leads to a change in the original project plan. This has happened in
Multan Road expansion project near Kharak where service lane was done away
with to save commercial properties of some ruling party politicians.
Similarly, the Punjab government dropped its plan to acquire land on
Ferozepur Road from Muslim Town Mor to Qartuba Chowk and construct an
elevated corridor instead.
When asked about this
preferential treatment, Punjab government spokesman Pervez Rasheed told
media the plan was changed out of fears that people will move courts and
delay construction of the BRTS.
TNS contacted Lahore
Transport Company (LTC) General Manager Uzair Shah, who is also looking
after BRT, for comments on the land acquisition process for the project.
He says that Lahore Development Authority (LDA) has been assigned this
task and it is doing so according to the relevant laws. Shah adds any
person not satisfied with the process has relevant fora available to
approach for redressal of complaints.
Ahmed Rafay Alam, an
environmental lawyer with special interest in town planning, agrees BRT is
a project launched in public interest but believes the ill-planning
involved in its execution has caused too much inconvenience to the people.
He tells TNS “public purpose” is a bit vague term and sometimes
governments do strange things under its pretext. For example, he says, the
Punjab government has acquired hundreds of kanals of land to build a golf
course. “How can a golf course serve public purpose?”
Rafay tells TNS some
people from Ferozepur Road have approached him, and they claim they were
not issued proper notices by the concerned authorities before the
acquisition of their properties.
An LDA official tells
TNS on conditions of not being named that it’s true they have acquired
land without paying compensation in selective cases but this has been done
under an agreement with the land owners. He says there are people who are
not satisfied with the compensation offered to them. “I suggest they
should approach the relevant authorities (land acquisition collector) with
relevant record to register their complaints.” The official says the
land acquisition laws even have the provision of offering interest on
outstanding amount to claimants who succeed in getting the compensation
amount revised in the court. “The law is not oppressive at all, the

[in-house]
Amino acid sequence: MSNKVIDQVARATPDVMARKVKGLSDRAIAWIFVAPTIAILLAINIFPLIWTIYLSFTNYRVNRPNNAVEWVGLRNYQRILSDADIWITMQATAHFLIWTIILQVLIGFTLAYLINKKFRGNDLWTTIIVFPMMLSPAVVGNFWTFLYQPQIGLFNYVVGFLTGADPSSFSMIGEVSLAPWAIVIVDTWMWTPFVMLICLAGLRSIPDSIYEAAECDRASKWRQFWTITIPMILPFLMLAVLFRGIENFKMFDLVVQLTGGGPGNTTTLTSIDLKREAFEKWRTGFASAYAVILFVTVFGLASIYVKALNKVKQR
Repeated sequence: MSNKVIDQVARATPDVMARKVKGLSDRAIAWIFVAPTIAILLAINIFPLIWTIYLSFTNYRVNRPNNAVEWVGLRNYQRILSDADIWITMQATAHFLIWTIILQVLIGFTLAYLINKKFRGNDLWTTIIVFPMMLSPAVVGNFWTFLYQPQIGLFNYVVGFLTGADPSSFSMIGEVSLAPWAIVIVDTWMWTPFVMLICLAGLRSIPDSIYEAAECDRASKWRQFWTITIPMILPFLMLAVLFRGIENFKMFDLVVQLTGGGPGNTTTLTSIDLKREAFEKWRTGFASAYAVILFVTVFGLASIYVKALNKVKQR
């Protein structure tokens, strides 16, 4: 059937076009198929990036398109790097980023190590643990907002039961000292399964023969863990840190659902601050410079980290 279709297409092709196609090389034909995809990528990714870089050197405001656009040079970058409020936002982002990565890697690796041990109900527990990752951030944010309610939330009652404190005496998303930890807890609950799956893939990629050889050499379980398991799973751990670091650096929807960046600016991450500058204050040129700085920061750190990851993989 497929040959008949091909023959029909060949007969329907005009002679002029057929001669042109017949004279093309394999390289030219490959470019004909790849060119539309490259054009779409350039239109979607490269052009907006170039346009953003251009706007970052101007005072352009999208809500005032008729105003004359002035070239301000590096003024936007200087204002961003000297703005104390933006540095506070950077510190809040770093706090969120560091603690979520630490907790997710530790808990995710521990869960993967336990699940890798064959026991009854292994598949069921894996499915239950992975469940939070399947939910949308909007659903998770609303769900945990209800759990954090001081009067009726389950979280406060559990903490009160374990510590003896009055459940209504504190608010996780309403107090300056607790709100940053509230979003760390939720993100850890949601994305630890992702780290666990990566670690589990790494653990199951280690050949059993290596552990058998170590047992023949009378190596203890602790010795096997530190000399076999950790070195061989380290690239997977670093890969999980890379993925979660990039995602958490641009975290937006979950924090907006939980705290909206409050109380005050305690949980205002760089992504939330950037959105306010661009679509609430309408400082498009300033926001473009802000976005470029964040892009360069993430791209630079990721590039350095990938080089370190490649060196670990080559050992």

official adds, saying a court order had barred Punjab government from
acquiring land in Narowal on grounds that the Act applies only in cases of
He claims land
acquisition for BRT, on the whole, has been smooth and, barring the tussle
with Dar-us-Salam publishers at Lower Mall, all issues were settled
amicably. The law, he says, takes pure property value into account and
cannot compensate for the goodwill money (pagri etc) related to successful
businesses, or on the basis of likely escalation in property prices in
future due to its proposed usage under the said project. “Most of the
reservations are based on these elements,” he concludes.
school years many things underwent change; some drastic, some rather mild
but there was some sort of change, be it our friends, teachers, grades or
courses. However, every school day began with the morning bell that called
students to gather to begin the day by honouring what we all truly were
Pakistani. It didn’t matter whether it was a humid summer morning or a
chilly winter one, even the flooded ground from the weekend’s rain
couldn’t stop that national anthem from being sung.
While private schools
would have a band and karaoke music to assist their students, public
schools in rural and urban areas would make do by just the vigour in their
voice and the determination in their chords. People living around any
school can recall children singing national anthem first thing in the
morning at school. It could be heard loud.
When I began school I
remember being a part of this enthusiastic celebration of our nation.
However, in my 11 years at school even I am no stranger to the fact that